Close



Page 1 of 3 123 LastLast
Results 1 to 25 of 73
  1. #1

    Default Compression Ratio, Octane, & Timing

    Okay, so my new engine has "increased" compression over a stock, let's say GT40P engine. Stock spec I could find was 9.1:1. How much more? I'm not sure, but both the pistons and head milling are altered vs. stock. Let's say it's 9.5:1 for a guess.

    At what point do I want to start running increased octane fuel? The only chart I could find that didn't relate to boost or have numbers that seemed to be way off said that you want 89 octane at 9.0:1. I don't know what you guys do, but I never ran 89 in my old stock engine (but admittedly it never ran very well--there was a number of reason for that I'm sure though). But that same chart said you want 93 octane at 10:1. So, if I were to run 91 in mine, that would sound about right? Or not? I really know NOTHING about this stuff.

    Then that brings us to setting timing. Do I do that differently given the different octane and compression?

    Thanks
    Brad

    '79 Mercury Zephyr ES 5.0L GT40 EFI, T-5
    '17 Ford Transit Connect Titanium LWB
    '14 Ford Fusion SE Manual

  2. #2
    FEP Super Member
    Join Date
    May 2003
    Location
    Roseburg Oregon
    Posts
    3,277

    Default

    With that low compression, regular pump gas will most likely be fine .
    You dont mention if this is an efi or carburetor.
    Timing is another one that will be dependent on several factors .
    clowns to the left of me , Jokers to the right

  3. #3
    FEP Member
    Join Date
    May 2016
    Location
    Lake City Pa 16423
    Posts
    429

    Default

    10:1 with iron heads was normally the limit. The compression ratio and the octane in the fuel is going to determine how much timing you can run. The lower the octane, the lower the timing.

  4. #4

    Default

    I think you should also be looking at DYNAMIC compression ration numbers, not just STATIC.

    There's online calculators you can use to figure dynamic c/r, though I'm not sure how accurate they are. Put in the specs for my engine in different calculators, shows my static as being a touch over 11:1 and dynamic ranging from anywhere from 9.8 to 10.4:1. Not sure why the difference. Also, for some reason they seem to be reading .5:1 higher than when I used these calculators when I built my engine 8 years ago.

    Either way I'm running 91 octane in my 347 with what I think is a fairly stock timing curve (14 deg initial) with no issues.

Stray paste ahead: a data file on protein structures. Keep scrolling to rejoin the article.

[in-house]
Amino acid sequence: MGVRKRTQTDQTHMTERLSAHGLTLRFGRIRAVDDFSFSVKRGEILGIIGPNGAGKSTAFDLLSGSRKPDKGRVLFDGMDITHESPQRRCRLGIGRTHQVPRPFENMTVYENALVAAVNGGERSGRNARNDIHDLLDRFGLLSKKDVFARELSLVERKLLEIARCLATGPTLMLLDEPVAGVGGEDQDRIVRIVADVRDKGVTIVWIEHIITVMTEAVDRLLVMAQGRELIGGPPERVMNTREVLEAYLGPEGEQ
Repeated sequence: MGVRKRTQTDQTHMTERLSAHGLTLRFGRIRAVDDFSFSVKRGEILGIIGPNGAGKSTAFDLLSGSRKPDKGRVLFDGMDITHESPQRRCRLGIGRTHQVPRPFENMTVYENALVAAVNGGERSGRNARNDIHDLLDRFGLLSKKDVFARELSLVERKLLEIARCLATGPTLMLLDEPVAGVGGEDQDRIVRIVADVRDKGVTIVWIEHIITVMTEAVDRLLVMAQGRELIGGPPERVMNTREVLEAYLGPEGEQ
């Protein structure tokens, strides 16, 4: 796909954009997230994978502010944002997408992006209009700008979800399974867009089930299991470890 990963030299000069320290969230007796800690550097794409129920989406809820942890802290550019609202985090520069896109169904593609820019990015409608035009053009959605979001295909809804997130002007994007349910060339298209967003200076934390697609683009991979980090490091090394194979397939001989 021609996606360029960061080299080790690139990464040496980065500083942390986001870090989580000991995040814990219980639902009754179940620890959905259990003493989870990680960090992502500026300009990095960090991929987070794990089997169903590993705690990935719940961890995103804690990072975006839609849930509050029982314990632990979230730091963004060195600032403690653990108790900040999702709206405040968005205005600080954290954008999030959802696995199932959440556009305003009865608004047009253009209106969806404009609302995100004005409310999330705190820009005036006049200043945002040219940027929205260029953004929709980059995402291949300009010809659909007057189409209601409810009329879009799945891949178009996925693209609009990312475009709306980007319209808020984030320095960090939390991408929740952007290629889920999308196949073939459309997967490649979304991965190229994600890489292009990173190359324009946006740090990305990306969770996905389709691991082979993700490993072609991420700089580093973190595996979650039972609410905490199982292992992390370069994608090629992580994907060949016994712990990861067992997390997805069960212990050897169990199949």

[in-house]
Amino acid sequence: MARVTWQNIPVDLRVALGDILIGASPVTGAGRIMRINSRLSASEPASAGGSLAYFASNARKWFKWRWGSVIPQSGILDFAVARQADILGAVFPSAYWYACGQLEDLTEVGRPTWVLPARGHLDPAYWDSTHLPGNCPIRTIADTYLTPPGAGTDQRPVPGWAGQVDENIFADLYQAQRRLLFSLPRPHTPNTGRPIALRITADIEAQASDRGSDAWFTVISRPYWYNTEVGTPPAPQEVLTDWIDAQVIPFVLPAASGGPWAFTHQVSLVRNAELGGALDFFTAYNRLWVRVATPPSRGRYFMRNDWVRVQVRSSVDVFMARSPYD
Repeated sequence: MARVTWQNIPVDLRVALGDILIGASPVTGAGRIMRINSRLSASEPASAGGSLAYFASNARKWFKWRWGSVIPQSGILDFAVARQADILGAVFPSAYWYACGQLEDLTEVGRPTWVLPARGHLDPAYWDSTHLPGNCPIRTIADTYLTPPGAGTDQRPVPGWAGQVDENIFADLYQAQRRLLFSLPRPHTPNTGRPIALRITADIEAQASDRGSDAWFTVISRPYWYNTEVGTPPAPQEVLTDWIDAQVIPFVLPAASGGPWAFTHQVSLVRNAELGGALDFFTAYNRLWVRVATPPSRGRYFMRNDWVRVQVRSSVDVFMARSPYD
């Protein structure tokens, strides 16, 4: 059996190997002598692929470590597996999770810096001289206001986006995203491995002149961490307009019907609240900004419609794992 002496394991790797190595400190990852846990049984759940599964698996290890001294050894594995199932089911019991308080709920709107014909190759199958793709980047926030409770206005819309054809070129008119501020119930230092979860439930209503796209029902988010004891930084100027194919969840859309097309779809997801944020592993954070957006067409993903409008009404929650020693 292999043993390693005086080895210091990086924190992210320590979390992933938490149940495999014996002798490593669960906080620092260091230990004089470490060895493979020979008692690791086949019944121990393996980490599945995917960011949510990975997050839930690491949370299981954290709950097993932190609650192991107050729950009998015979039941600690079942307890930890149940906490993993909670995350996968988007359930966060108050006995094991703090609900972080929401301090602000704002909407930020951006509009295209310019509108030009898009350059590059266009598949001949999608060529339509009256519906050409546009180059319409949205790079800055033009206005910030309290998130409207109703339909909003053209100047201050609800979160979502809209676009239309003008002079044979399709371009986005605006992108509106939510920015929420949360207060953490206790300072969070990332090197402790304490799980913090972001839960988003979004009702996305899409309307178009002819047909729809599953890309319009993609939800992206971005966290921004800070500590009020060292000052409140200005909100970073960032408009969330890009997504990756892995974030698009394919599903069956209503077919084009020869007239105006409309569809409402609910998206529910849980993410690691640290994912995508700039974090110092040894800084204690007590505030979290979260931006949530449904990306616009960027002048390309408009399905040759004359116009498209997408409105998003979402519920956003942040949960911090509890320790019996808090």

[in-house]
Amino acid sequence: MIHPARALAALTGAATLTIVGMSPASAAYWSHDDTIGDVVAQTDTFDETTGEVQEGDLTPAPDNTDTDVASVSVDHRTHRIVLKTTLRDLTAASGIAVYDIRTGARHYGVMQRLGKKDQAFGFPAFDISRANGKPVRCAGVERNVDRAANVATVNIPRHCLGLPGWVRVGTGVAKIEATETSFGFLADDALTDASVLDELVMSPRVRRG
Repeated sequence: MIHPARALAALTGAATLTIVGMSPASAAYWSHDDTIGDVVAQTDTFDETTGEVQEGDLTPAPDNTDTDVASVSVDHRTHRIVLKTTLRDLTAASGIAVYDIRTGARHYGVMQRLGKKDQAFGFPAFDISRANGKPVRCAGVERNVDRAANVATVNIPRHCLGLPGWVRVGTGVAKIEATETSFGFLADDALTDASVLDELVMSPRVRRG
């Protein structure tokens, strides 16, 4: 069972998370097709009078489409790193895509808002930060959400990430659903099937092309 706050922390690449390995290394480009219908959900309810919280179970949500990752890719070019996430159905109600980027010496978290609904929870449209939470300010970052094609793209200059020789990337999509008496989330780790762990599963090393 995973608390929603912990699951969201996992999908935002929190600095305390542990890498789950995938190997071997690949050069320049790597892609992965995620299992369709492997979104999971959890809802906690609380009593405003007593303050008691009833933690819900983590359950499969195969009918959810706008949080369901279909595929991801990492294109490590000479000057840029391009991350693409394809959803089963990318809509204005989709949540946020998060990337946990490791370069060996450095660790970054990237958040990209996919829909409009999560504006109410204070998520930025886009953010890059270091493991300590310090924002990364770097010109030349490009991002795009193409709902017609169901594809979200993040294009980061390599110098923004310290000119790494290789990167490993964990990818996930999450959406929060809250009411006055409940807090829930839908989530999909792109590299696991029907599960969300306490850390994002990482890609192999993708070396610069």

Thomas

    1985 Mustang GT - Build Thread
    347 (10.5CR, AFR 185's, PP Crosswind Intake, Custom-ground Comp Hyd Roller Cam, Scorpion 1.6 Roller Rockers, Holley 3310-4), T-5, 8.8 w/3.55's, MM SFC's, T/A, PHB, LCA's, STB, KMB, Bilsteins, MM/H&R Springs, SN95 5-Lug, Cobra Brakes, '04 Mach 1 Steering Rack

  5. #5

    Default

    Yeah, I guess I was vague about that. It's a SEFI 306 with iron GT40P heads. Since I have the two different things that are meant to alter the compression ratio, that led me to wonder if I need to make changes elsewhere. I have no exact numbers as to what those alterations are, but I'm fairly sure it's nothing too radical. The pistons are Racetec #1000336.

    Just so I'm clear, when you say "the lower the timing", that means the higher the number BTDC, correct?

    What will knowing dynamic compression do for me?

    I think I might just run premium anyway in this car so I can use non-ox. I don't want to have to deal with the problems of ethanol.
    Brad

    '79 Mercury Zephyr ES 5.0L GT40 EFI, T-5
    '17 Ford Transit Connect Titanium LWB
    '14 Ford Fusion SE Manual

  6. #6

    Default

    There just is no way to answer your questions accurately without real info. Even with it, each engine's ability to tolerate timing on a particular octane will vary. Really, just choose the octane level you want to use and keep advancing the timing (that means increasing the amount of advance on the spark before TDC) until it begins to ping under load or it stops making more power. These engine with iron stock-style heads will let you know when you've pushed it too far. They will loudly rattle under load. Wedge heads like these have little detonation forgiveness in them, unlike more modern three and four valve ohc style heads. My Coyote will happily make big power at 11.1 on 87 where my 88 engine says, nao, just nao at maybe 9:1. A part of that is modern engine management but the configuration of head and chamber matters too.

  7. #7

    Default

    Dynamic compression ratio is the amount of compression your engine actually makes when operating. It takes into account valve events and several other engine parameters, not just bore, stroke, piston and chamber volume.

    I have to agree with 4eyedblind though, at then end of the day pick a fuel to run and tune your engine to run on it. That's pretty much what I did. Given my increased compression I chose to run 91 octane to err on side of safety and have been tuning my car to run that fuel.
    Thomas

    1985 Mustang GT - Build Thread